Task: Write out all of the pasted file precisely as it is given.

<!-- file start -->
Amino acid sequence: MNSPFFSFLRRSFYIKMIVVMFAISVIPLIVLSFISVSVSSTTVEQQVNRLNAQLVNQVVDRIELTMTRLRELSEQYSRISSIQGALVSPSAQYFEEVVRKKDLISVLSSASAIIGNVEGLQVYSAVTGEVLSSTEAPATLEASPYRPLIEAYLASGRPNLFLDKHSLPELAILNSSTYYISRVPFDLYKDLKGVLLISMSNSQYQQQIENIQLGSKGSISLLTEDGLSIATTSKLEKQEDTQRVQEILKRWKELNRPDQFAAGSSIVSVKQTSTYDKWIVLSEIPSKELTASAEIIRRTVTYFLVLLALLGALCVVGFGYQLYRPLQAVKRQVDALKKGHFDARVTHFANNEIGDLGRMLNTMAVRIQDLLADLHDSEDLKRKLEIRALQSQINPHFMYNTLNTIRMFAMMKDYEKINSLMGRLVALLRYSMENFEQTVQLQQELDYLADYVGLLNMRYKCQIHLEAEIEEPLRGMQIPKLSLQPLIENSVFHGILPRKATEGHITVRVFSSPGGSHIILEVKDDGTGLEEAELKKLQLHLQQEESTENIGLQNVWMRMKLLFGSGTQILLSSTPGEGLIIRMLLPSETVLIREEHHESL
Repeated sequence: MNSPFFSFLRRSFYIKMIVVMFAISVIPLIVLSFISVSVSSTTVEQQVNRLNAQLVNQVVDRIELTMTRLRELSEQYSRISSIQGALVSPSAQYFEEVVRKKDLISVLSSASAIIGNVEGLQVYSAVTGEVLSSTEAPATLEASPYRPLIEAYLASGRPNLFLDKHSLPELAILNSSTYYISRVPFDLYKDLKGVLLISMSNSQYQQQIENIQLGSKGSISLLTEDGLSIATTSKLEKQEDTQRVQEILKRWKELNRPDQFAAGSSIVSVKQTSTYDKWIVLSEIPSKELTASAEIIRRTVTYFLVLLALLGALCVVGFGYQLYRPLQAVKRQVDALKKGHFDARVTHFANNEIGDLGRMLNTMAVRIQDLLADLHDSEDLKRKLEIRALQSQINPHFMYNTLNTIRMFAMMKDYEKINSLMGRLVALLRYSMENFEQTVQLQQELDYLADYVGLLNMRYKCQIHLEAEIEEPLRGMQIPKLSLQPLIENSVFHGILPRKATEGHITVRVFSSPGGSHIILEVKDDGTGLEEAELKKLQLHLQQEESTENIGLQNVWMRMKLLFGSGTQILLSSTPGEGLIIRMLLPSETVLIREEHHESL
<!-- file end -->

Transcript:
Amino acid sequence: MNSPFFSFLRRSFYIKMIVVMFAISVIPLIVLSFISVSVSSTTVEQQVNRLNAQLVNQVVDRIELTMTRLRELSEQYSRISSIQGALVSPSAQYFEEVVRKKDLISVLSSASAIIGNVEGLQVYSAVTGEVLSSTEAPATLEASPYRPLIEAYLASGRPNLFLDKHSLPELAILNSSTYYISRVPFDLYKDLKGVLLISMSNSQYQQQIENIQLGSKGSISLLTEDGLSIATTSKLEKQEDTQRVQEILKRWKELNRPDQFAAGSSIVSVKQTSTYDKWIVLSEIPSKELTASAEIIRRTVTYFLVLLALLGALCVVGFGYQLYRPLQAVKRQVDALKKGHFDARVTHFANNEIGDLGRMLNTMAVRIQDLLADLHDSEDLKRKLEIRALQSQINPHFMYNTLNTIRMFAMMKDYEKINSLMGRLVALLRYSMENFEQTVQLQQELDYLADYVGLLNMRYKCQIHLEAEIEEPLRGMQIPKLSLQPLIENSVFHGILPRKATEGHITVRVFSSPGGSHIILEVKDDGTGLEEAELKKLQLHLQQEESTENIGLQNVWMRMKLLFGSGTQILLSSTPGEGLIIRMLLPSETVLIREEHHESL
Repeated sequence: MNSPFFSFLRRSFYIKMIVVMFAISVIPLIVLSFISVSVSSTTVEQQVNRLNAQLVNQVVDRIELTMTRLRELSEQYSRISSIQGALVSPSAQYFEEVVRKKDLISVLSSASAIIGNVEGLQVYSAVTGEVLSSTEAPATLEASPYRPLIEAYLASGRPNLFLDKHSLPELAILNSSTYYISRVPFDLYKDLKGVLLISMSNSQYQQQIENIQLGSKGSISLLTEDGLSIATTSKLEKQEDTQRVQEILKRWKELNRPDQFAAGSSIVSVKQTSTYDKWIVLSEIPSKELTASAEIIRRTVTYFLVLLALLGALCVVGFGYQLYRPLQAVKRQVDALKKGHFDARVTHFANNEIGDLGRMLNTMAVRIQDLLADLHDSEDLKRKLEIRALQSQINPHFMYNTLNTIRMFAMMKDYEKINSLMGRLVALLRYSMENFEQTVQLQQELDYLADYVGLLNMRYKCQIHLEAEIEEPLRGMQIPKLSLQPLIENSVFHGILPRKATEGHITVRVFSSPGGSHIILEVKDDGTGLEEAELKKLQLHLQQEESTENIGLQNVWMRMKLLFGSGTQILLSSTPGEGLIIRMLLPSETVLIREEHHESL